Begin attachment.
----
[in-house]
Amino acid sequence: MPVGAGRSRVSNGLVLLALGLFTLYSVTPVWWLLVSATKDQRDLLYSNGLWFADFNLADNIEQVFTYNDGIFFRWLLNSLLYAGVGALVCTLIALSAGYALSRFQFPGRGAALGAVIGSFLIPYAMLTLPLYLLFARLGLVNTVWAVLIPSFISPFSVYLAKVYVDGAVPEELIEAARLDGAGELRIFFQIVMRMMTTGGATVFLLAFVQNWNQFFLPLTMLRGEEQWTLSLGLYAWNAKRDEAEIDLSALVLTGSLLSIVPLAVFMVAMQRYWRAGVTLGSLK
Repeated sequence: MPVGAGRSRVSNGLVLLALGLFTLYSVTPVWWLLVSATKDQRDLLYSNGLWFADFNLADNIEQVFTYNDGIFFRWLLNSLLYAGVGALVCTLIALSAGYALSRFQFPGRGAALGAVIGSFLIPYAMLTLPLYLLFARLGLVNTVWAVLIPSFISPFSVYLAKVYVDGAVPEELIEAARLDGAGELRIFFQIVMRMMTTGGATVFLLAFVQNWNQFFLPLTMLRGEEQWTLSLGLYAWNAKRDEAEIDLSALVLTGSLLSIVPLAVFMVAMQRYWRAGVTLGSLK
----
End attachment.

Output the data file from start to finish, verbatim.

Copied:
[in-house]
Amino acid sequence: MPVGAGRSRVSNGLVLLALGLFTLYSVTPVWWLLVSATKDQRDLLYSNGLWFADFNLADNIEQVFTYNDGIFFRWLLNSLLYAGVGALVCTLIALSAGYALSRFQFPGRGAALGAVIGSFLIPYAMLTLPLYLLFARLGLVNTVWAVLIPSFISPFSVYLAKVYVDGAVPEELIEAARLDGAGELRIFFQIVMRMMTTGGATVFLLAFVQNWNQFFLPLTMLRGEEQWTLSLGLYAWNAKRDEAEIDLSALVLTGSLLSIVPLAVFMVAMQRYWRAGVTLGSLK
Repeated sequence: MPVGAGRSRVSNGLVLLALGLFTLYSVTPVWWLLVSATKDQRDLLYSNGLWFADFNLADNIEQVFTYNDGIFFRWLLNSLLYAGVGALVCTLIALSAGYALSRFQFPGRGAALGAVIGSFLIPYAMLTLPLYLLFARLGLVNTVWAVLIPSFISPFSVYLAKVYVDGAVPEELIEAARLDGAGELRIFFQIVMRMMTTGGATVFLLAFVQNWNQFFLPLTMLRGEEQWTLSLGLYAWNAKRDEAEIDLSALVLTGSLLSIVPLAVFMVAMQRYWRAGVTLGSLK